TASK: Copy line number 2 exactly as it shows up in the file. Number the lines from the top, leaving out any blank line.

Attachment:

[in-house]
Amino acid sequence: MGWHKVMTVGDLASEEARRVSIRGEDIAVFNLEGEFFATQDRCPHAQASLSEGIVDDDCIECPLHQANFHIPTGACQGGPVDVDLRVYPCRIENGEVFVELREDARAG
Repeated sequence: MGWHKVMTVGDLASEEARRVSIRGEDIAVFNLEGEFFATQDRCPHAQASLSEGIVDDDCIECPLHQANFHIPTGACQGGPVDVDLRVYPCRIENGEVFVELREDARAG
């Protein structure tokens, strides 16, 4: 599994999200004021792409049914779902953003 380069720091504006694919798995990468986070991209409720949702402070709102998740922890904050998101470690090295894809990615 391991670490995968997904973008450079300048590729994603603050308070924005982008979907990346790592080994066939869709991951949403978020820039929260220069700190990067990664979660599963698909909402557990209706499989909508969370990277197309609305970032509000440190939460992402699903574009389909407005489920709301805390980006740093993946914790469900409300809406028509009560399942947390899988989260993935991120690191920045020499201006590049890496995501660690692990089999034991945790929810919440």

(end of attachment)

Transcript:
Amino acid sequence: MGWHKVMTVGDLASEEARRVSIRGEDIAVFNLEGEFFATQDRCPHAQASLSEGIVDDDCIECPLHQANFHIPTGACQGGPVDVDLRVYPCRIENGEVFVELREDARAG